Online Banking Consumer Protection – the More the Better?

27 11 2012

Living as a complete foreigner in the United States for the last couple of months, one of the outstanding differences which gave me cultural curiosity is its banking. Two things were particularly confusing – the paper checks and the online banking. Some may ask “Isn’t their Internet banking super easy?” True, and that is where my confusion arises.  My new bank, and the clerk, never asked me anything about security options except setting up the password and 4-digit PIN. It was shockingly simple and minimal compared to my old bank in my hometown. Later on, when I browsed their site, it was connecting to their SSL server. It had the mind-boggling green box – a safe sign anyway. It was fast, easy, and I was not challenged by any other security questioned except my password and PIN. I could finalize my first month’s rent transfer online without trouble. A while later I happened to lock my account by entering incorrect password three times. Still I could reset my password by phoning the bank and dealing with the automated answering machine.

It contrasts to my previous online banking experience, where some security features are mandated for the banks if they want to provide their customer banking service online. On top of the traditional password for the website and PIN for the account, a personal certificate and a physically distributed passcode are both issued. For example, using desktop or smartphone, I can only start my online banking after presenting my personal certificate signed by the bank (the banks operates like a Certificate Authority). And from that point I can access and see my account details. In process transactions, I need to present the certificate again in a process of digitally signing the transaction order’s confirmation. Before each confirmation, the server will also challenge me with ‘what you have’ passwords. The clients can choose to have an OTP (One Time Password) token after paying about $5. Other than the better security, the OTP usually grants higher daily transaction limit than the Security Card. If the customers don’t want to pay this $5, as an alternative the credit-card-sized Security Card, with a table of challenge number, can be issued for free. On every transaction order, the bank will challenge the client with two different numbers from this table.

From its complexity, some clients including me feel some sense of safety. Do these features imply that my old bank is safer than my new, password only banking? I thought so. Should they urgently adopt OTP, security card, PKI, or Smartcard to increase safety? Maybe.

Whatever security options the banks decide to deploy, their primary goals are confidential channel, authentication of user and server, data integrity and non-repudiation [1]. The bank can claim they have done their part, after providing standardized solutions to protection the end-to-end communication from the eavesdroppers and a good authentication that is enough to differentiate me from dogs of the Internet. Data-integrity and non-repudiation would be the side product of the security solution. In this sense, my new bank did its job by providing SSL connection and password authentication. More security features may redundant – if I can do my part to protect the password.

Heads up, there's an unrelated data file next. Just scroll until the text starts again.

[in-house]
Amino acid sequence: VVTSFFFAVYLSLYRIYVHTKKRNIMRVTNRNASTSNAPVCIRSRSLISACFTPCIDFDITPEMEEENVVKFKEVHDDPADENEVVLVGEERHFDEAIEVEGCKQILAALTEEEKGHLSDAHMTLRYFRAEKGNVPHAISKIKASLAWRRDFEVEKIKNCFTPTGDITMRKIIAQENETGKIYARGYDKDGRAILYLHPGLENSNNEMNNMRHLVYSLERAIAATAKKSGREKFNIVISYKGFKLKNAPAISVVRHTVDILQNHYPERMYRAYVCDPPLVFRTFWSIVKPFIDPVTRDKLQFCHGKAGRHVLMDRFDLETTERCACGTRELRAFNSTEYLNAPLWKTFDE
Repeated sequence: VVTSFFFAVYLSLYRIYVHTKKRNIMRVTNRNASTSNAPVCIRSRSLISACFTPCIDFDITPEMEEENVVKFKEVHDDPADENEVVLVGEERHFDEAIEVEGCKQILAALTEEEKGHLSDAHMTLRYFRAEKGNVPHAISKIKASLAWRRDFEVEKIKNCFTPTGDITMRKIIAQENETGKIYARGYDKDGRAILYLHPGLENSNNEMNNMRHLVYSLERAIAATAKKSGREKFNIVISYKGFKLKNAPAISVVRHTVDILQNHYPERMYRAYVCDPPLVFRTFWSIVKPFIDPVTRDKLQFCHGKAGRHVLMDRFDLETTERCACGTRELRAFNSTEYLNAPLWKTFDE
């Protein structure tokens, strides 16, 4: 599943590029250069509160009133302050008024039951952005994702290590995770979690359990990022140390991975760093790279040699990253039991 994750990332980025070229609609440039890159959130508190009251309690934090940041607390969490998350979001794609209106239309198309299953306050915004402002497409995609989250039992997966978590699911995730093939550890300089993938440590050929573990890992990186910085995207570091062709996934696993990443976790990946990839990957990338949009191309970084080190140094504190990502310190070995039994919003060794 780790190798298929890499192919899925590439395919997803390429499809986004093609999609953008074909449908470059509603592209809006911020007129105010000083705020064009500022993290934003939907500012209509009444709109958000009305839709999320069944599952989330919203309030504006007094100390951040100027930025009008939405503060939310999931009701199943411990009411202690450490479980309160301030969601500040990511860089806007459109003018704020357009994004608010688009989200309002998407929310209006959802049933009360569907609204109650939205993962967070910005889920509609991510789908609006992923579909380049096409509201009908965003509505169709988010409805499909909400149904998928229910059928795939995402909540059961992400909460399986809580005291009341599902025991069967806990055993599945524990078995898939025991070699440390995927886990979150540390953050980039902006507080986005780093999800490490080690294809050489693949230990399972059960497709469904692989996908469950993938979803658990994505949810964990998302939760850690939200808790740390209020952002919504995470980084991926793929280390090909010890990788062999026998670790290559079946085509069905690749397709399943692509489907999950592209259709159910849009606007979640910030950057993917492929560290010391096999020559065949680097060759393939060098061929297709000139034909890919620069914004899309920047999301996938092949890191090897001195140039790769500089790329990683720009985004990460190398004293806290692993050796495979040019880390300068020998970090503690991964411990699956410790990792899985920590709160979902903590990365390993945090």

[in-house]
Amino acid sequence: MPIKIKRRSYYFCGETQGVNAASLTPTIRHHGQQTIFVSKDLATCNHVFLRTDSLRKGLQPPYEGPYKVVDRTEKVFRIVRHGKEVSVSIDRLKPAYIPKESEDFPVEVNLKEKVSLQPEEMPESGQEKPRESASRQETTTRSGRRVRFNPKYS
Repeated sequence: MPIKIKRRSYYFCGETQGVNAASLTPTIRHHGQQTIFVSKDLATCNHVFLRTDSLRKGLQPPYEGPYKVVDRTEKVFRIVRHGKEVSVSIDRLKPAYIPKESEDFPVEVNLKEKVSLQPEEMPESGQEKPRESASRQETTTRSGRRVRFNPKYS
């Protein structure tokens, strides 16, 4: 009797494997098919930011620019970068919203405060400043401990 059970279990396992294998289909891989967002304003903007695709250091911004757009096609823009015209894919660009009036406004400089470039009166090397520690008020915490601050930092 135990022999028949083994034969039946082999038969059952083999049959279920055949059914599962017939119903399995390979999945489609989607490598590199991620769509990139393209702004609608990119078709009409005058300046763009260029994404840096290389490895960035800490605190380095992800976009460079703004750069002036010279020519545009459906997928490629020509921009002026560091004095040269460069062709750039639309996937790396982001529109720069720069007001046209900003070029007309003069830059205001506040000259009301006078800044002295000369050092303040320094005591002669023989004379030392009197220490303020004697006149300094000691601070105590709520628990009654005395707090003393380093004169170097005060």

However, the challenge is in the client side. I am not sure if my computer is 100% secure, and the banks have no way to know whether their clients’ computers are running with banking Trojan or wiretapped by some network penetrator. I can only hope that my communication between the keyboard and the browser is not key-logged, my monitor not screen-logged, my web browser clean, and the SSL properly connected to my bank while I do my banking.

A scary scenario can be written if I don’t assume the safety of my PC, and there is not much my bank can do to save me. Thing can be stolen – password, PIN, my private key along with the certificate, my password to invoke my private key and partial contents from my security code card. This may mean, the expensive banking PKI becomes useless unless even with the bank’s effort to provide better security. Security Card can slow down the exfiltration, although it also can be fully revealed if the Trojan had enough time to collect all the 4 digit numbers in 35 table entries. My OTP may still stand safe.  Studies say that proper use of security card and OTP will minimize the attack vector down to man-in-the-browser or session hijacking attack [1], which is more costly or difficult for the attackers [2].

Should we force the banks to take more responsibility on the security of the client’s terminal, by distributing banking plug-in or anti-virus software for the client’s computer connecting their servers? The answer may be controversial, and solution may differ by countries and cases. It may annoy people, because the installation of the plug-in is sometimes not optional [1]. However, no matter how the bank tries to deploy new security supports, such effort can become useless when the users are infected by various kinds of Trojan, carelessly store their private keys in their email boxes, or their security card scanned and stored in the cloud storage.

Given that my new bank does not lose data somewhere else, my new bank’s simple password security is not worse than the one they provide in my hometown. I guess I should just be more careful and vigilant, maybe virtualize one of my desktop for banking only. However, since I can make mistakes and lose my data someday, I would feel safer if my bank promotes the OTP or security card as one of their security options.


[1] Hyoungshick Kim, Jun Ho Huh, Ross Anderson “On the Security of Internet Banking in South Korea” Computing Science Group, Oxford University, CS-RR-10-01

[2] Chris Sanders, “Understanding Man-in-the-Middle Attacks”,




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